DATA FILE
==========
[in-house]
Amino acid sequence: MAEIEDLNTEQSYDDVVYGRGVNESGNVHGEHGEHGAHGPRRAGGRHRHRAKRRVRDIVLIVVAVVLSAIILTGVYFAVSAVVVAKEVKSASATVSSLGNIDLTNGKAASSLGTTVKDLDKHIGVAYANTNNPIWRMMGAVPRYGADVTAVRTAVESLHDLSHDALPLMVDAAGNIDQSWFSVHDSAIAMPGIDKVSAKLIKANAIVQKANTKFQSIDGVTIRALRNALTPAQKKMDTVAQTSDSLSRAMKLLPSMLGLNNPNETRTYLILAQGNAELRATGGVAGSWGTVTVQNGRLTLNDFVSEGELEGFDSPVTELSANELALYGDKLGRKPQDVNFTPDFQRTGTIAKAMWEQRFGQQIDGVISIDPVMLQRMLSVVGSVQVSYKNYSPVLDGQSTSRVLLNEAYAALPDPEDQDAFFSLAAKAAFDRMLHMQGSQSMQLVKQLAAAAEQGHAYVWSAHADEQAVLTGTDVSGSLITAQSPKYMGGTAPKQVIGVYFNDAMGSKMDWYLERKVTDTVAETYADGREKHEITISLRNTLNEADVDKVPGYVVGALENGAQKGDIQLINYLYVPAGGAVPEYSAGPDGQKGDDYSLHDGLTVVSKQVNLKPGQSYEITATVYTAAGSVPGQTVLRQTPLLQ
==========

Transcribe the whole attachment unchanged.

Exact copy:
[in-house]
Amino acid sequence: MAEIEDLNTEQSYDDVVYGRGVNESGNVHGEHGEHGAHGPRRAGGRHRHRAKRRVRDIVLIVVAVVLSAIILTGVYFAVSAVVVAKEVKSASATVSSLGNIDLTNGKAASSLGTTVKDLDKHIGVAYANTNNPIWRMMGAVPRYGADVTAVRTAVESLHDLSHDALPLMVDAAGNIDQSWFSVHDSAIAMPGIDKVSAKLIKANAIVQKANTKFQSIDGVTIRALRNALTPAQKKMDTVAQTSDSLSRAMKLLPSMLGLNNPNETRTYLILAQGNAELRATGGVAGSWGTVTVQNGRLTLNDFVSEGELEGFDSPVTELSANELALYGDKLGRKPQDVNFTPDFQRTGTIAKAMWEQRFGQQIDGVISIDPVMLQRMLSVVGSVQVSYKNYSPVLDGQSTSRVLLNEAYAALPDPEDQDAFFSLAAKAAFDRMLHMQGSQSMQLVKQLAAAAEQGHAYVWSAHADEQAVLTGTDVSGSLITAQSPKYMGGTAPKQVIGVYFNDAMGSKMDWYLERKVTDTVAETYADGREKHEITISLRNTLNEADVDKVPGYVVGALENGAQKGDIQLINYLYVPAGGAVPEYSAGPDGQKGDDYSLHDGLTVVSKQVNLKPGQSYEITATVYTAAGSVPGQTVLRQTPLLQ